Sigiswald Kuijken is coming to the end of his Bach pilgrimage.
It has taken in one cantata for each Sunday of the liturgical
year over a five year period. He hasn't quite managed the same
high profile as Gardiner or Suzuki in their similar projects,
nor indeed has Kuijken achieved the same uniformly high standards
as those eminent conductors. His is a more idiosyncratic cycle,
and I have had some reservations about the previous instalments.
Each disc is recorded in superior SACD audio, but the precision
of the engineering is not always matched by the performing style
of the orchestra. The sound has often been merciless in highlighting
suspect tuning in the strings and occasional balance problems.
That dichotomy is evident on this disc, of cantatas for Easter
Sunday and Monday, with the tight focus of the engineering often
at odds with the laid-back style of the performance. Fortunately,
the technical side of the playing here stands up to the forensic
scrutiny of the audio, which finds little wanting. On one occasion
there is some loud rattling of woodwind keys, which, considering
we are talking about baroque instruments, can only be coming
from the bassoon. One of the arias is accompanied by a tenor/bass
string instrument, which the orchestra list suggests is Kuijken
himself on the violoncello da spalla; an exotic choice of instrument
but not a particularly pleasant sound.
Otherwise, the timbres and textures are all very pleasing and
easy on the ear. This might be explained by the fact that both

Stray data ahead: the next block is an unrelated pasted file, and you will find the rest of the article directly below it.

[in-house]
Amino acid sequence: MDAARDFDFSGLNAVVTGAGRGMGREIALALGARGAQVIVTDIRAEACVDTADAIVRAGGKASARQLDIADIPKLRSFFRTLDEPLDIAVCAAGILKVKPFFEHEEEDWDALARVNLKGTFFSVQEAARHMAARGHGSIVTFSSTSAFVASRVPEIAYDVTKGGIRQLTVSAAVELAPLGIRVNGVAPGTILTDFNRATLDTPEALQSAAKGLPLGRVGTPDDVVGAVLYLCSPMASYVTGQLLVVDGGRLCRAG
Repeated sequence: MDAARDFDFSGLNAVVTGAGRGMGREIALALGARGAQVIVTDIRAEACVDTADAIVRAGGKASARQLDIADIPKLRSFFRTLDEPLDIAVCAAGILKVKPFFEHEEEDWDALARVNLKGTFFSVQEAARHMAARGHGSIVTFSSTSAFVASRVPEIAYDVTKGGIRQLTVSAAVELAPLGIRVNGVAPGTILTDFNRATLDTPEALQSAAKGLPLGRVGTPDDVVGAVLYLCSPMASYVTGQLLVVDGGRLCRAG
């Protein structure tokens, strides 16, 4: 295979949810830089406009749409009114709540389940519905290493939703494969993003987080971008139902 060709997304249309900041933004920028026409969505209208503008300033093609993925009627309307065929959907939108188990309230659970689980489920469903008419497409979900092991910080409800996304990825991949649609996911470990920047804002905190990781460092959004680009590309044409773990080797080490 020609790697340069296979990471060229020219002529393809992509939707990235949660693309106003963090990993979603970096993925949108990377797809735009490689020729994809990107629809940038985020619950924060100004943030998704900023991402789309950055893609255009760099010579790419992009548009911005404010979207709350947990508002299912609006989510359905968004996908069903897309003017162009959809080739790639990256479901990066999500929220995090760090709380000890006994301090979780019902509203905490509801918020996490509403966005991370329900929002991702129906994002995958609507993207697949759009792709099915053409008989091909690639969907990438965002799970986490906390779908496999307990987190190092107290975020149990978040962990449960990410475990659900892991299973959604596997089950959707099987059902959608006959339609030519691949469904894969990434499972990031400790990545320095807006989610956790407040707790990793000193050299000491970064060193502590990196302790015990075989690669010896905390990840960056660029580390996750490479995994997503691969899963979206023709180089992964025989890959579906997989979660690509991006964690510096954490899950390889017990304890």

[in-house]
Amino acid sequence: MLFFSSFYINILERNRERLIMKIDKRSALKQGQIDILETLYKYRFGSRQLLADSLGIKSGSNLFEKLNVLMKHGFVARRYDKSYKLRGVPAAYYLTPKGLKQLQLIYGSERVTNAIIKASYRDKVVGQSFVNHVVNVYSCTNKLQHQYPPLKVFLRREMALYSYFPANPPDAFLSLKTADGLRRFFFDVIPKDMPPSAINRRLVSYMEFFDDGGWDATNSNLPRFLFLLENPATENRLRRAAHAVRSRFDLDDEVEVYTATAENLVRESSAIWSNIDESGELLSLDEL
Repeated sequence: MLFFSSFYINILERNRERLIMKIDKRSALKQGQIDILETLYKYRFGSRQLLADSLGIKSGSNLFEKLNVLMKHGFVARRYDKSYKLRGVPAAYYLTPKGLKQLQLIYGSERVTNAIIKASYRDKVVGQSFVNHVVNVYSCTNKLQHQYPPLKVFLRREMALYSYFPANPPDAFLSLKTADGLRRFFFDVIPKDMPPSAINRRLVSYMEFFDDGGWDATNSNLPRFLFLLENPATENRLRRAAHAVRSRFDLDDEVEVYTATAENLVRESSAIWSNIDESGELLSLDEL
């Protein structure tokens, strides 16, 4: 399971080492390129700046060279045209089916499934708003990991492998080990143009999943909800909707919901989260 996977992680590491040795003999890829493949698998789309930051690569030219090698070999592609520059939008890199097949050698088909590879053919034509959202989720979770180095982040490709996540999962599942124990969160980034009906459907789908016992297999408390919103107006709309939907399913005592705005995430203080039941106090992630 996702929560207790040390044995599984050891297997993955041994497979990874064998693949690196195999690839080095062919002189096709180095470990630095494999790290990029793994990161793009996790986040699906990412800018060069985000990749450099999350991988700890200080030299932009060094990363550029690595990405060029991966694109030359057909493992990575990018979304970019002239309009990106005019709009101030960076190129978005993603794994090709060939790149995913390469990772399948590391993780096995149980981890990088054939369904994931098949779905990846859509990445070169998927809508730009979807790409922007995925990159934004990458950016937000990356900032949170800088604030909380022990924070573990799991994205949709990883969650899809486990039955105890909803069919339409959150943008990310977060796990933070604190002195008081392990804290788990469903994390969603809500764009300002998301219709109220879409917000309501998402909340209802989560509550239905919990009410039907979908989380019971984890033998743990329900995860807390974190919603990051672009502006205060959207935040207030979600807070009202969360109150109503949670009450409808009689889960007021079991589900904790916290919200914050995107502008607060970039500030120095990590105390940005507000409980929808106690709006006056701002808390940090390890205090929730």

of these cantatas, and BWV249 in particular, emphasise the wind
over the strings in most of their movements. The woodwind playing
is very good indeed. The players are just as relaxed in their
style as the strings, or at least give that impression while
playing with both precision and passion. Both recorder and flute
are used, the one player alternating, and both give elegant
woody colours. The three trumpeters manage to combine flair
and restraint to a degree that is all too rare. It is also worth
mentioning that they play "fully natural" trumpets - without
vent holes. That's usually a recipe for some dodgy tuning, but
all the trumpet lines here are spot-on.
As ever, Kuijken works in one-to-a-part mode with no choir.
Joshua Rifkin would, no doubt approve, but the four soloists
have to work hard to give these boisterous scores their due.
The first chorus of the Easter Oratorio (Kommt, eilet und
laufet ihr flüchtigen) in particular sounds to me like
a work for large choir, and while the singers give us the contrapuntal
lines with valuable clarity, the chamber textures seem at odds
with the spirit of the score.
No such concerns with the solo movements though, and each of
the singers really makes the most of their various moments to
shine. Alto Petra Noskaiová and bass Jan Van der Crabben
are both competent purveyors of the Bach's solo lines. Neither
excels, but the evenness of their singing has a value in itself.
In particular, the fact that Crabben sounds equally at home
in every part of Bach's bass register is an asset, and sets
him apart from the bass soloists in other recent Bach cantata
cycles. But both are outclassed by soprano Yeree Suh and tenor
Christoph Genz, who put in some very special contributions.
Genz demonstrates that you don't need to be in the very highest
register to be a characterful and passionate tenor. Suh has
an extraordinary voice, very pure and uncomplicated. She often
sounds like a boy treble, and her sound might provide some welcome
nostalgia for those who fondly remember the days when these
top lines were always taken by boys' voices.
Sigiswald Kuijken has his fair share of admirers, who are likely
to find much of this recording very much to their taste. The
woodwind playing and the soprano and tenor arias in particular
are up to the highest standards of this cycle. But, as with
previous instalments, it is a mixed bag, and not everything
hits the mark. That is a consequence, I suppose, of Kuijken's
easy-going approach, which at its best combines spontaneity
with a sense of intimacy that fully justifies the use of a minuscule
ensemble (a Petite Bande indeed). Personally, I'd go for Suzuki
or Gardiner every time, but if you find their readings too regimented
and too detail-focused, then Kuijken might just be the man for